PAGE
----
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John Calvin
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25, The Fulfilment of the Knowledge of God
26, The Knowability of God
27, The Limits of the Knowledge of God
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Here are some notes on Karl Barth's Church Dogmatics, Volume II, "The Doctrine of God," Chapter V, "The Knowledge of God."
This is part of an ongoing series of once-per-month emails accompanying our plan to read through Barth's Dogmatics in 2010-2012

25, The Fulfilment of the Knowledge of God

The knowledge of God occurs in the fulfilment of the revelation of His Word by the Holy Spirit, and therefore in the reality and with the necessity of faith and its obedience. Its content is the existence of Him whom we must fear above all things because we may love Him above all things; who remains a mystery to us because He Himself has made Himself so clear and certain to us.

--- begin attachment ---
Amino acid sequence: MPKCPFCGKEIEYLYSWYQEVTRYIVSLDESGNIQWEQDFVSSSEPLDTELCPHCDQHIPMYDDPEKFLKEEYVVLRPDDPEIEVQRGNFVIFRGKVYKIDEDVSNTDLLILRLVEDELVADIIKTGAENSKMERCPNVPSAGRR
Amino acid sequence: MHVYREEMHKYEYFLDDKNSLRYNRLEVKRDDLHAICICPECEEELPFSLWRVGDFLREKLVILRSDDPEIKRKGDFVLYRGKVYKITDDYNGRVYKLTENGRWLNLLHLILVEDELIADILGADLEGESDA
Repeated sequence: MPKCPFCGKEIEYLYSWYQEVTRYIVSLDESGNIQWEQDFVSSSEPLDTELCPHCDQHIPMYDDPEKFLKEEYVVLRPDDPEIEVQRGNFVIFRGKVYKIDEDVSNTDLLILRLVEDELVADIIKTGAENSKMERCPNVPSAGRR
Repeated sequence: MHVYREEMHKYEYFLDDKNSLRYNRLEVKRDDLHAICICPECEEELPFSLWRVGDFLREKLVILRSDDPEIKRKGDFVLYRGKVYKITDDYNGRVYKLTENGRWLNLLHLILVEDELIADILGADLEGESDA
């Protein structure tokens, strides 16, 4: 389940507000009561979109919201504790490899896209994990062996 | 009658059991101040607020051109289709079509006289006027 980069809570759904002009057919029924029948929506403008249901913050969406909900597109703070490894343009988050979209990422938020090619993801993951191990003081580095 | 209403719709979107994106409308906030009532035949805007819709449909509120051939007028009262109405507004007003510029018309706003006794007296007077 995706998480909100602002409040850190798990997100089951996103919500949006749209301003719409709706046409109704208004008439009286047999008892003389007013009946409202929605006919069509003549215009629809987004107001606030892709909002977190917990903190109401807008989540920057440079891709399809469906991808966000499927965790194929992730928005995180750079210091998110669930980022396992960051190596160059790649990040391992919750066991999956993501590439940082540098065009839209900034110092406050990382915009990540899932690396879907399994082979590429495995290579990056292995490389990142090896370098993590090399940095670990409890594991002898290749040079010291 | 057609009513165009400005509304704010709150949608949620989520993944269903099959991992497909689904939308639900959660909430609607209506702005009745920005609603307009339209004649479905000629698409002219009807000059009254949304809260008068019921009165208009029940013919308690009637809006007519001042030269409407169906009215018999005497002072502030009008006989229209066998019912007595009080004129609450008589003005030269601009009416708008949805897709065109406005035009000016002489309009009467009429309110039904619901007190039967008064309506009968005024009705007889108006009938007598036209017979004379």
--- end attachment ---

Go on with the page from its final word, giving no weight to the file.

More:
1. Man before God (II.1, 3)
     "In the Church of Jesus Christ men speak about God and men have to hear about God. About God the Father, the Son and the Holy Spirit; about God's grace and truth; about God's thoughts and works; about God's promises, ordinances and commandments; about God's kingdom, and about the state and life of man in the sphere of His lordship. But always and in all circumstances about God Himself, who is the presupposition, meaning and power of everything that is to be said and heard in the Church, the Subject who absolutely, originally and finally moves, produces, establishes and realises in this matter. . . .